Want to chat securely? Here's what to look for in an app

Meet the hacker that spies pay attention to
Meet the hacker that spies pay attention to

You've probably heard that everyone from activists to White House staff is using secure messaging apps. You might want to start using them, too.

Encrypted apps are growing in popularity as people become more concerned about private information falling into the wrong hands. But apps that cloak your messages with additional layers of security aren't just useful for coordinating protests or leaking to the press.

It's just good practice.

Tools that block prying eyes from seeing your chats no longer require technical know-how.

There are a number of encrypted chat apps that use end-to-end encryption, meaning only the sender and recipient can read the messages. They prevent third parties from intercepting your texts.

According to documents released by WikiLeaks on Tuesday, the CIA and other government agencies can "bypass" encryption on some chat apps by hacking the phone itself. But this isn't new -- if anyone gains physical access to your device (because you use bad passwords, for instance), then encryption doesn't matter for any app.

It's important to note that not all are created equal. Here's a cheat sheet.

Look for 'Signal Protocol'

In short, use Signal or WhatsApp, according to Nicholas Weaver, senior staff researcher at the International Computer Science Institute in Berkeley.

In fact, Weaver said, Facebook (FB)-owned WhatsApp may be better in many cases, because it's less suspicious than having Signal on your phone. (Although some people don't like WhatsApp because it shares some data -- though not your messages -- with its parent company.)

Related: There's no 'backdoor' in WhatsApp

There are a variety of cryptographic protocols (mathematical nuts and bolts) that apps can use to secure your messages. Signal and WhatsApp use one designed by Open Whisper Systems, widely considered to be the best. But some apps write their own algorithms and customize security implementation, which is a red flag for researchers.

Chat app Telegram caught flack from critics for "rolling their own crypto" last year, and security experts don't recommend it.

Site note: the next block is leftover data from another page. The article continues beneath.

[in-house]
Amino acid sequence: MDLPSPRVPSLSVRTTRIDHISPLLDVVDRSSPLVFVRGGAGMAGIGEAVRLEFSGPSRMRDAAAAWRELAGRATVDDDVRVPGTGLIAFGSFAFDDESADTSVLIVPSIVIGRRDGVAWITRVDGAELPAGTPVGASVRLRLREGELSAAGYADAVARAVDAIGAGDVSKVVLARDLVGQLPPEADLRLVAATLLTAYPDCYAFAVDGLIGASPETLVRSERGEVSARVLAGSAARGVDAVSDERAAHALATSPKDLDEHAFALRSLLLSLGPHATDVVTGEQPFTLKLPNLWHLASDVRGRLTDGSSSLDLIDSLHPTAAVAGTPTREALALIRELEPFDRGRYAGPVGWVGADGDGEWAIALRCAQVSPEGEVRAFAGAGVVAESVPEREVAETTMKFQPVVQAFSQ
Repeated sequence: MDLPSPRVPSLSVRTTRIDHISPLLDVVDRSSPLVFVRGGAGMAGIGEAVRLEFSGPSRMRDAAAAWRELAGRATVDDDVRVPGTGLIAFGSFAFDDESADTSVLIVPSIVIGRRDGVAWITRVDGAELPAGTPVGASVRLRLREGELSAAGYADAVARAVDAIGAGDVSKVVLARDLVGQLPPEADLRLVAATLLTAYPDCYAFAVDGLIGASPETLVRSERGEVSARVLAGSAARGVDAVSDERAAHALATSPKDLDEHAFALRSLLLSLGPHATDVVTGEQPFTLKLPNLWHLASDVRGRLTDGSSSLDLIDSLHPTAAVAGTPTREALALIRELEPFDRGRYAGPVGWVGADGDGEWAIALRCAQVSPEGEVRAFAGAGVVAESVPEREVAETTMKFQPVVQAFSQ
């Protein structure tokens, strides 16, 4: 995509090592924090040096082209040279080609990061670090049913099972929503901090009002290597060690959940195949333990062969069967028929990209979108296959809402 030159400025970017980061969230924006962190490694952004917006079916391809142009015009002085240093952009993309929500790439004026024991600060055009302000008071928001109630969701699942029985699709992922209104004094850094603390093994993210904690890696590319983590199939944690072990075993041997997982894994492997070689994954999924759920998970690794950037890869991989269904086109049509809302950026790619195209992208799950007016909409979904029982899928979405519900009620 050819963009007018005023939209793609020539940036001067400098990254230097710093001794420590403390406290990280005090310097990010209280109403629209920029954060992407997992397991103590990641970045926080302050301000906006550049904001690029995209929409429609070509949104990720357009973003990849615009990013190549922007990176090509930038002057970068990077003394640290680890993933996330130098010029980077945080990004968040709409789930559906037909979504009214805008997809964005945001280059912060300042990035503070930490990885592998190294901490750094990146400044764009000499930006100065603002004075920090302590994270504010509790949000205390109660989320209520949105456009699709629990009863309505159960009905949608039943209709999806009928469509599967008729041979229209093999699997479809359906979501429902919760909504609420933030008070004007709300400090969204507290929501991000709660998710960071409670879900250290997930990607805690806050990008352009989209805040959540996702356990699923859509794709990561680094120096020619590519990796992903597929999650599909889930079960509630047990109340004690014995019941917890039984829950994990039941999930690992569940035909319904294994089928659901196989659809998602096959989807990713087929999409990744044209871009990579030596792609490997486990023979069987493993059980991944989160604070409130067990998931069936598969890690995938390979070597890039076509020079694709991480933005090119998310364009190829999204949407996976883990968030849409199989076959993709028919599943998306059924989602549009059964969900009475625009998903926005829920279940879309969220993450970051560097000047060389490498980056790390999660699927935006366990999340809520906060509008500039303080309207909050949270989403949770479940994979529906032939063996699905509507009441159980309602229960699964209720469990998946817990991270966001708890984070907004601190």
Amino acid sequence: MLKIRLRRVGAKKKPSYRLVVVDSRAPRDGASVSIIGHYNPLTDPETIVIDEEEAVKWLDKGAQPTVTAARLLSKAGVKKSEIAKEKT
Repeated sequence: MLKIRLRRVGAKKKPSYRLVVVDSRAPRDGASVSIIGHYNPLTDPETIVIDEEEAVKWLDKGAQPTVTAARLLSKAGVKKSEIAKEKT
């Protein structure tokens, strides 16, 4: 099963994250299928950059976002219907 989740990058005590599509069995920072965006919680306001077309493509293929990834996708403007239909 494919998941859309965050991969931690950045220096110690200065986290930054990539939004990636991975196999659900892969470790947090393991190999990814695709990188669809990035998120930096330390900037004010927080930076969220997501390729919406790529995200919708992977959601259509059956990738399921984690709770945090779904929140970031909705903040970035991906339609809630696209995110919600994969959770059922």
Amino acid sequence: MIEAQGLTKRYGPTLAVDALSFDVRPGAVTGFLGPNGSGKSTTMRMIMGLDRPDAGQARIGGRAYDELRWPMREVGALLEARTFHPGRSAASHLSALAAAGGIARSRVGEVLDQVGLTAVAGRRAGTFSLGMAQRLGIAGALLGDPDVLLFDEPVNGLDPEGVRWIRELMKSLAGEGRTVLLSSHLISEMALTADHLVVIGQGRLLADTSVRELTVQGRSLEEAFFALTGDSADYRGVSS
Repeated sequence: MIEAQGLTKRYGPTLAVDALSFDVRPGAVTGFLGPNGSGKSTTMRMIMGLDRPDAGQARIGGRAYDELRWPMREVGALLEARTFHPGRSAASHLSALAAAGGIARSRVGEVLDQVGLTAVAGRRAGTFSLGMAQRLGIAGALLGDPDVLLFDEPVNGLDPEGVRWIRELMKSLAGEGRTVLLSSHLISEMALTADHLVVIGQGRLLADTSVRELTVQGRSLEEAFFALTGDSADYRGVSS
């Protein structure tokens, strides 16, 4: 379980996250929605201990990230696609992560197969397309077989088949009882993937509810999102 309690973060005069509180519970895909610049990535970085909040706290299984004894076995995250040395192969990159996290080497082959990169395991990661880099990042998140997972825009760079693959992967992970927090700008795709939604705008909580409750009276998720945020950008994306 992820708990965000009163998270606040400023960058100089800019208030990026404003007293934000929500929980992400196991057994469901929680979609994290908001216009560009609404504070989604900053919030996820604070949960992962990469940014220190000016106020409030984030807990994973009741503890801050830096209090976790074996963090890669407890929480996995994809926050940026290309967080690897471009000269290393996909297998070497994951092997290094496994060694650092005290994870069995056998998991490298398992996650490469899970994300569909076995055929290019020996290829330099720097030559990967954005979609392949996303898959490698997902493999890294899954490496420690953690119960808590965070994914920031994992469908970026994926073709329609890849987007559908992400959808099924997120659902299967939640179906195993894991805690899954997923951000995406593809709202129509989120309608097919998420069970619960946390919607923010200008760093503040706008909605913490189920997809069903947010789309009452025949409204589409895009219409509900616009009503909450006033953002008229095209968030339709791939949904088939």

Don't believe 'military-grade' claims

Experts say you should be wary of anything that has outlandish claims like being unhackable by federal agencies. Or, in the case of Confide, that uses "military-grade cryptography."

"Anyone who says 'military-grade crypto' is a huge warning sign because it's someone who doesn't understand cryptography, or it's someone who understands cryptography and is deliberately using a term that cryptographers regularly ridicule," Weaver said.

Weaver notes that military and government spy agencies already use systems based on consumer-grade cryptography -- tech anyone can use -- so calling it "military-grade" is meaningless. Further, secure apps are about more than fancy algorithms. Other details -- like user verification and how long it takes to encrypt your messages -- are just as important, since that's how someone might compromise it.

Check for independent audits

If an encrypted app hasn't published a white paper that describes its tech, or hasn't been reviewed by third-party researchers, you might want to be cautious before using it. Independent reviews often find bugs that the company's engineers missed.

"Unless they have been independently tested, we don't know that they have made a correct choice and implemented a good algorithm, and use appropriate methods to generate and distribute keys," according to Eugene H. Spafford, a computer science professor at Purdue University.

Signal and WhatsApp have released technical papers outlining their security methods, and Open Whisper Systems publishes Signal's code for anyone to look at. Wickr also recently published its code for public review.

phone chat lock

Federal employees have reportedly been using these apps as a means to securely leak information. CNN previously reported that White House press secretary Sean Spicer checked aides' mobile devices and told them using encrypted chat apps, like Confide, violates the Federal Records Act.

Following the revelations that White House staffers use Confide, security researcher Jonathan Zdziarski took a cursory look at the app's innards. He didn't find anything glaring in the information that's publicly available (Confide doesn't publish its code like Signal), but said he wouldn't recommend it.

"[It] obviously has at least a few disagreeable functions (such as retaining undelivered messages)," Zdziarski wrote in the post. "It may be fine for personal conversation, but I would recommend a more proven technology, such as Signal, if I were to have my pick of the litter."

Entrepreneurs are trying to take advantage of an increased desire for secure communications. For instance, Cloakroom, an anonymous app for federal workers, recently added a secure messaging function for people who want to leak information.

Before downloading anything, do your own research. It's worth spending time investigating an app before trusting it keep your communications secure.

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